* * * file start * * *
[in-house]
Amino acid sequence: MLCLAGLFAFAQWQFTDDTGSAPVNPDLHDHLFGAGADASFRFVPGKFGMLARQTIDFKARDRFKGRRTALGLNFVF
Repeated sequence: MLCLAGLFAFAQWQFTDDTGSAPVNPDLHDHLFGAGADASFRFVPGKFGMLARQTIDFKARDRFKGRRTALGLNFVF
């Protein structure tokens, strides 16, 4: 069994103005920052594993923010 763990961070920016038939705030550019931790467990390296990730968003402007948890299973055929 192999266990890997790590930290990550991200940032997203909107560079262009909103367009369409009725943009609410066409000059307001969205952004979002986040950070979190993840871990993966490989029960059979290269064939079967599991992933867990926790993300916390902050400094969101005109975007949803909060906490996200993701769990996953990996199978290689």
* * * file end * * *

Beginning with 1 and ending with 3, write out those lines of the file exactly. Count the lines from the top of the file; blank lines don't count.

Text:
[in-house]
Amino acid sequence: MLCLAGLFAFAQWQFTDDTGSAPVNPDLHDHLFGAGADASFRFVPGKFGMLARQTIDFKARDRFKGRRTALGLNFVF
Repeated sequence: MLCLAGLFAFAQWQFTDDTGSAPVNPDLHDHLFGAGADASFRFVPGKFGMLARQTIDFKARDRFKGRRTALGLNFVF